If the provider does not have what is called a Standing or Blanket SFOC (these are open long term certificates) already in place and relies on operation specific certificates then you could have to wait for 20 days up to 3 months+ for approval for your specific work.  Those holding Standing SFOCs are generally able to work with very short notice as no further processing by Transport Canada is required. Be sure to ask what sort of SFOC the provider holds and what if any lead time may be required before the actual aerial work can be done.

Also SFOCs are regionally granted, so ensure the operator you are looking to hire has one for your specific location as there are multiple regions across Canada. (more…)

Medium vs Message: Drone Aerial Media Quality or the Lack Thereof

A few weeks ago I sat in the doctors office waiting for an appointment, on the wall was a LCD display showing information and ads of local businesses. One ad caught my eye as it featured aerial imagery of a golf course obviously shot with a drone.  What really stood out however was not the golf course itself but the poor quality of the aerials – jello, unlevel horizon, jerky camera movements, fisheye, and general amateurish look to it all.  The video didn’t so much highlight the golf course as it made obvious the use of a drone, which in the end is not the message I suspect they wanted to send to potential customers.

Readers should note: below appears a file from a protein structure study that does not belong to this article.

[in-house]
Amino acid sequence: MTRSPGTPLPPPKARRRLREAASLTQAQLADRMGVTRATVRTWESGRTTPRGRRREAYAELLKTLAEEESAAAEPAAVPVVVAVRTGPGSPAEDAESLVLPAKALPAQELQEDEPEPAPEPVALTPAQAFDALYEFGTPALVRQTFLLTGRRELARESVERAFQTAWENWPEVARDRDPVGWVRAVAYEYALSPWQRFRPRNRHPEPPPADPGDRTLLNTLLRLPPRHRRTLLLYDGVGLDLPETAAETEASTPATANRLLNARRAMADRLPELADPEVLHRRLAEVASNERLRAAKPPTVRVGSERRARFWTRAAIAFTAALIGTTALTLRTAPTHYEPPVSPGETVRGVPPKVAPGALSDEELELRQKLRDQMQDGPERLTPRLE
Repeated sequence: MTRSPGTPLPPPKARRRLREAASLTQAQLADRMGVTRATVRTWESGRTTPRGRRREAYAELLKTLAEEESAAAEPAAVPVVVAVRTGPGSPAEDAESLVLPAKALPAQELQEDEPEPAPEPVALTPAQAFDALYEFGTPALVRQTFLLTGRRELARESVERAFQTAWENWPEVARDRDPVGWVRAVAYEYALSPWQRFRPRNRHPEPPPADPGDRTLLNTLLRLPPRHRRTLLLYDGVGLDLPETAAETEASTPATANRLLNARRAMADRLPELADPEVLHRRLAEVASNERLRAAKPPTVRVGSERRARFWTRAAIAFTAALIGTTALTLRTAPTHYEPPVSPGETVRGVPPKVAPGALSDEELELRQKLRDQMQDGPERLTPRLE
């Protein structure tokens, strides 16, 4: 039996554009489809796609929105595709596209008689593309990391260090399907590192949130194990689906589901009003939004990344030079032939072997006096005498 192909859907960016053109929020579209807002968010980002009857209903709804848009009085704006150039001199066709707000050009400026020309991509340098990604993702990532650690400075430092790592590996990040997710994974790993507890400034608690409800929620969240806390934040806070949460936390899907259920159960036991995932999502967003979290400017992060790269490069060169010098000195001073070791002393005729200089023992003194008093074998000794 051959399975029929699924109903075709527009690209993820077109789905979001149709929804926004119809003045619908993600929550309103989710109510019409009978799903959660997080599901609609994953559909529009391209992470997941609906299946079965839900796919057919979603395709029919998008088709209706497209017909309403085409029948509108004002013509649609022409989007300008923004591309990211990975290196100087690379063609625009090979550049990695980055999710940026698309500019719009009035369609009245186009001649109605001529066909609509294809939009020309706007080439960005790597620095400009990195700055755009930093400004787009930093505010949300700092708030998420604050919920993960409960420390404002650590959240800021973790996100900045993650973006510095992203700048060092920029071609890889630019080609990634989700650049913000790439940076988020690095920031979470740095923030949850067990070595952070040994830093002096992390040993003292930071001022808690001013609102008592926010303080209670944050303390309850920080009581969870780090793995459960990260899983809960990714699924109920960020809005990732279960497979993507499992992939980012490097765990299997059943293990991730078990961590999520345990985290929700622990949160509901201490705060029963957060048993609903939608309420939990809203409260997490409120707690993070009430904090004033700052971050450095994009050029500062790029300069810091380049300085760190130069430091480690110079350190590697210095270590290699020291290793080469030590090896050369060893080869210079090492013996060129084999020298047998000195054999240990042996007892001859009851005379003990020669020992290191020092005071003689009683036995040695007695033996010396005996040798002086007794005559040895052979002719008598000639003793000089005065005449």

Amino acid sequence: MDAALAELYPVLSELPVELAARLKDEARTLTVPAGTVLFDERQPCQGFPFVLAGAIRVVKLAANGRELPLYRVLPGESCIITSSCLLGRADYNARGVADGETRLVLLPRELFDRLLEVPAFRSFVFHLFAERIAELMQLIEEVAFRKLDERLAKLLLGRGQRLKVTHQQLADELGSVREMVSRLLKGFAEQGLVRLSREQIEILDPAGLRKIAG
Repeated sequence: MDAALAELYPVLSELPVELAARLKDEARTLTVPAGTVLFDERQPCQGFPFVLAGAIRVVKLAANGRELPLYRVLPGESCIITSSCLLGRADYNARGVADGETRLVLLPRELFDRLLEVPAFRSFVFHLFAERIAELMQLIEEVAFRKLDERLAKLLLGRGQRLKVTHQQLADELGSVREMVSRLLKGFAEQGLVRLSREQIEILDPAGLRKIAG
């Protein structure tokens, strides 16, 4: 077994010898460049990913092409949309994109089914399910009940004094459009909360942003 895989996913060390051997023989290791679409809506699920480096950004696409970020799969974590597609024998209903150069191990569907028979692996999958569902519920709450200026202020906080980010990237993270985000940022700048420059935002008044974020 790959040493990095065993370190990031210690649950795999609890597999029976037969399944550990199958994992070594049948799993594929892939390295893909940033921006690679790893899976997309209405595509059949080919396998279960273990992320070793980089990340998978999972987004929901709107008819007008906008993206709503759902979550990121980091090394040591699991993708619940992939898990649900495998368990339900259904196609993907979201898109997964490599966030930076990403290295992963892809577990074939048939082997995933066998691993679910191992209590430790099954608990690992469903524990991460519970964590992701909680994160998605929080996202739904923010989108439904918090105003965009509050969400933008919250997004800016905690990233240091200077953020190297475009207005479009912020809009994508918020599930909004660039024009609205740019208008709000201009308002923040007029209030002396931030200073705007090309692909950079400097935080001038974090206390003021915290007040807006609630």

With the rapid growth of drones that are easy to fly by almost anyone we are also seeing the rapid increase in the adoption of aerial imagery in to advertising campaigns.  These systems now put aerial media within the budget of almost any business allowing them to give unique new views of their properties, projects, services.

While it may seem the “cool” thing to do to add any sort of aerial footage to your marketing campaign, the fad phase is quickly coming to an end.  With so much drone based media out there it has less of the “wow factor” it did a year or even a few months ago.  In that early phase the medium became the message and the use of a drone alone would attract attention and eyeballs.